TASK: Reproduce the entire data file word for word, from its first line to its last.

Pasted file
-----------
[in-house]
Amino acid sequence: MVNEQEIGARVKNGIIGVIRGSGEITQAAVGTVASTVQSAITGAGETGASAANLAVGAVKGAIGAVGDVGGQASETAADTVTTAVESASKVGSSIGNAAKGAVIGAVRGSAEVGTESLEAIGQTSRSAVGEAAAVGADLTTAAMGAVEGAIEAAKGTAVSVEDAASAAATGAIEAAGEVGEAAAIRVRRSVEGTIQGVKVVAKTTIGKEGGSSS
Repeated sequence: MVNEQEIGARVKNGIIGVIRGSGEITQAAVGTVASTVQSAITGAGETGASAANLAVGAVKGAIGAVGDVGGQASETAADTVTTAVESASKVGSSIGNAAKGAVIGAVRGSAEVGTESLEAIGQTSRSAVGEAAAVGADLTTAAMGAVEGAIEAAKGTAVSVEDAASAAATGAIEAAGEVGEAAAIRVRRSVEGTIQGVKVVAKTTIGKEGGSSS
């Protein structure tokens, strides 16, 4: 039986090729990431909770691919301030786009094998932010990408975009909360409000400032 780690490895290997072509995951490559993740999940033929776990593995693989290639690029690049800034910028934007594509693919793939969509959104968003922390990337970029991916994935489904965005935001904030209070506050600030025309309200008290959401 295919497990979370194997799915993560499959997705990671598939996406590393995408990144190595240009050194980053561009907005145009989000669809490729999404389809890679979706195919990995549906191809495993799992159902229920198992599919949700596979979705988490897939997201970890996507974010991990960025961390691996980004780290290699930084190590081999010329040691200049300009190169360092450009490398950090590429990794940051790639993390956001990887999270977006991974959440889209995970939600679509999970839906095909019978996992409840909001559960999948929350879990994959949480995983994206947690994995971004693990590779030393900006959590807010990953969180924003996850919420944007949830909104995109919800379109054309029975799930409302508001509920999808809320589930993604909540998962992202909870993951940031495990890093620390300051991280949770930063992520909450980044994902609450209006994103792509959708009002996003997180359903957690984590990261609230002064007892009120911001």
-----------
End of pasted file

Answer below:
[in-house]
Amino acid sequence: MVNEQEIGARVKNGIIGVIRGSGEITQAAVGTVASTVQSAITGAGETGASAANLAVGAVKGAIGAVGDVGGQASETAADTVTTAVESASKVGSSIGNAAKGAVIGAVRGSAEVGTESLEAIGQTSRSAVGEAAAVGADLTTAAMGAVEGAIEAAKGTAVSVEDAASAAATGAIEAAGEVGEAAAIRVRRSVEGTIQGVKVVAKTTIGKEGGSSS
Repeated sequence: MVNEQEIGARVKNGIIGVIRGSGEITQAAVGTVASTVQSAITGAGETGASAANLAVGAVKGAIGAVGDVGGQASETAADTVTTAVESASKVGSSIGNAAKGAVIGAVRGSAEVGTESLEAIGQTSRSAVGEAAAVGADLTTAAMGAVEGAIEAAKGTAVSVEDAASAAATGAIEAAGEVGEAAAIRVRRSVEGTIQGVKVVAKTTIGKEGGSSS
């Protein structure tokens, strides 16, 4: 039986090729990431909770691919301030786009094998932010990408975009909360409000400032 780690490895290997072509995951490559993740999940033929776990593995693989290639690029690049800034910028934007594509693919793939969509959104968003922390990337970029991916994935489904965005935001904030209070506050600030025309309200008290959401 295919497990979370194997799915993560499959997705990671598939996406590393995408990144190595240009050194980053561009907005145009989000669809490729999404389809890679979706195919990995549906191809495993799992159902229920198992599919949700596979979705988490897939997201970890996507974010991990960025961390691996980004780290290699930084190590081999010329040691200049300009190169360092450009490398950090590429990794940051790639993390956001990887999270977006991974959440889209995970939600679509999970839906095909019978996992409840909001559960999948929350879990994959949480995983994206947690994995971004693990590779030393900006959590807010990953969180924003996850919420944007949830909104995109919800379109054309029975799930409302508001509920999808809320589930993604909540998962992202909870993951940031495990890093620390300051991280949770930063992520909450980044994902609450209006994103792509959708009002996003997180359903957690984590990261609230002064007892009120911001």